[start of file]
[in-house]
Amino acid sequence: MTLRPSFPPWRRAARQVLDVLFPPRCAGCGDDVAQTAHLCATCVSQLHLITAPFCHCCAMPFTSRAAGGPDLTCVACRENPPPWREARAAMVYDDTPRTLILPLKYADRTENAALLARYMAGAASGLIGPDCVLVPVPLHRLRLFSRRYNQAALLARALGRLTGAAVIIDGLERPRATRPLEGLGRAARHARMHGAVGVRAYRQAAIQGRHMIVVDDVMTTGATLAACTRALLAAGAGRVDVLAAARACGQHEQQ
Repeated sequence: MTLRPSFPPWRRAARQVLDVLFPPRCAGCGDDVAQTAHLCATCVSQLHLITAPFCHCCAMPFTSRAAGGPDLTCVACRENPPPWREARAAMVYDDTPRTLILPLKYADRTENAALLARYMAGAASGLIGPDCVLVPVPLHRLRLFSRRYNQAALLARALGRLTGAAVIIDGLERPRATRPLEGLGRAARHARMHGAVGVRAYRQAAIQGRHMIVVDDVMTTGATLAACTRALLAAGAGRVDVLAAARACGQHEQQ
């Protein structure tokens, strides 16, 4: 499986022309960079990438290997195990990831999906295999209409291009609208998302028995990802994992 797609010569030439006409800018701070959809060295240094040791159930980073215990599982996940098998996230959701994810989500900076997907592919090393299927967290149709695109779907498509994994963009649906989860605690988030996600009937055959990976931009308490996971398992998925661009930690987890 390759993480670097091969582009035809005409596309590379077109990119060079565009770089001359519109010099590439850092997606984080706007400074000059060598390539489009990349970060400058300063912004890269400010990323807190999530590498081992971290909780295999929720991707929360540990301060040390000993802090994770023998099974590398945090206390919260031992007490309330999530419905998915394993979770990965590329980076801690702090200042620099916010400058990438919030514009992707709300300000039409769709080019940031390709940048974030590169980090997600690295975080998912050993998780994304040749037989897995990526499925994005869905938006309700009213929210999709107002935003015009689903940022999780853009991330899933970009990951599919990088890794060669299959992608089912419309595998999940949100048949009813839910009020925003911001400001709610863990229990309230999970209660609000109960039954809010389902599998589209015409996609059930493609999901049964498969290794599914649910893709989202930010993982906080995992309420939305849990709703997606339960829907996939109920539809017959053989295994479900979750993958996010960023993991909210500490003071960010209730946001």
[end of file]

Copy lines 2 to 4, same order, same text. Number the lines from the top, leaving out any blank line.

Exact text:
Amino acid sequence: MTLRPSFPPWRRAARQVLDVLFPPRCAGCGDDVAQTAHLCATCVSQLHLITAPFCHCCAMPFTSRAAGGPDLTCVACRENPPPWREARAAMVYDDTPRTLILPLKYADRTENAALLARYMAGAASGLIGPDCVLVPVPLHRLRLFSRRYNQAALLARALGRLTGAAVIIDGLERPRATRPLEGLGRAARHARMHGAVGVRAYRQAAIQGRHMIVVDDVMTTGATLAACTRALLAAGAGRVDVLAAARACGQHEQQ
Repeated sequence: MTLRPSFPPWRRAARQVLDVLFPPRCAGCGDDVAQTAHLCATCVSQLHLITAPFCHCCAMPFTSRAAGGPDLTCVACRENPPPWREARAAMVYDDTPRTLILPLKYADRTENAALLARYMAGAASGLIGPDCVLVPVPLHRLRLFSRRYNQAALLARALGRLTGAAVIIDGLERPRATRPLEGLGRAARHARMHGAVGVRAYRQAAIQGRHMIVVDDVMTTGATLAACTRALLAAGAGRVDVLAAARACGQHEQQ
């Protein structure tokens, strides 16, 4: 499986022309960079990438290997195990990831999906295999209409291009609208998302028995990802994992 797609010569030439006409800018701070959809060295240094040791159930980073215990599982996940098998996230959701994810989500900076997907592919090393299927967290149709695109779907498509994994963009649906989860605690988030996600009937055959990976931009308490996971398992998925661009930690987890 390759993480670097091969582009035809005409596309590379077109990119060079565009770089001359519109010099590439850092997606984080706007400074000059060598390539489009990349970060400058300063912004890269400010990323807190999530590498081992971290909780295999929720991707929360540990301060040390000993802090994770023998099974590398945090206390919260031992007490309330999530419905998915394993979770990965590329980076801690702090200042620099916010400058990438919030514009992707709300300000039409769709080019940031390709940048974030590169980090997600690295975080998912050993998780994304040749037989897995990526499925994005869905938006309700009213929210999709107002935003015009689903940022999780853009991330899933970009990951599919990088890794060669299959992608089912419309595998999940949100048949009813839910009020925003911001400001709610863990229990309230999970209660609000109960039954809010389902599998589209015409996609059930493609999901049964498969290794599914649910893709989202930010993982906080995992309420939305849990709703997606339960829907996939109920539809017959053989295994479900979750993958996010960023993991909210500490003071960010209730946001």